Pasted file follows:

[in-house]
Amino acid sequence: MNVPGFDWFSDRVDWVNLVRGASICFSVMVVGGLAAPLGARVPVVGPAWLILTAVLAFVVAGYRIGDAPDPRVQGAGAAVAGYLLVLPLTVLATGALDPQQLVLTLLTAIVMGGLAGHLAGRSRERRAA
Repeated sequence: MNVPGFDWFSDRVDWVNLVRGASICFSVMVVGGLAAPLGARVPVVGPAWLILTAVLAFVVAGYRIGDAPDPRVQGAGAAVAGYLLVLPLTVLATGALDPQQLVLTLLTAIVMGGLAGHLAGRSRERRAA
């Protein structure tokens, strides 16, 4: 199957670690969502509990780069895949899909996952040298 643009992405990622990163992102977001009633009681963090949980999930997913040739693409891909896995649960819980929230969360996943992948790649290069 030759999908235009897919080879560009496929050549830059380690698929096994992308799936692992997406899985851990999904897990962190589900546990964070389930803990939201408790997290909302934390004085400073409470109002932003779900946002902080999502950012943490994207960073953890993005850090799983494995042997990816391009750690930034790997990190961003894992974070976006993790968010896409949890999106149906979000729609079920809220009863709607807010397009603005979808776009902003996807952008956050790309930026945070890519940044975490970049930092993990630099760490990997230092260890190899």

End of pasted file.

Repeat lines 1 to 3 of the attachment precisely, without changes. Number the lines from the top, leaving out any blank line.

[in-house]
Amino acid sequence: MNVPGFDWFSDRVDWVNLVRGASICFSVMVVGGLAAPLGARVPVVGPAWLILTAVLAFVVAGYRIGDAPDPRVQGAGAAVAGYLLVLPLTVLATGALDPQQLVLTLLTAIVMGGLAGHLAGRSRERRAA
Repeated sequence: MNVPGFDWFSDRVDWVNLVRGASICFSVMVVGGLAAPLGARVPVVGPAWLILTAVLAFVVAGYRIGDAPDPRVQGAGAAVAGYLLVLPLTVLATGALDPQQLVLTLLTAIVMGGLAGHLAGRSRERRAA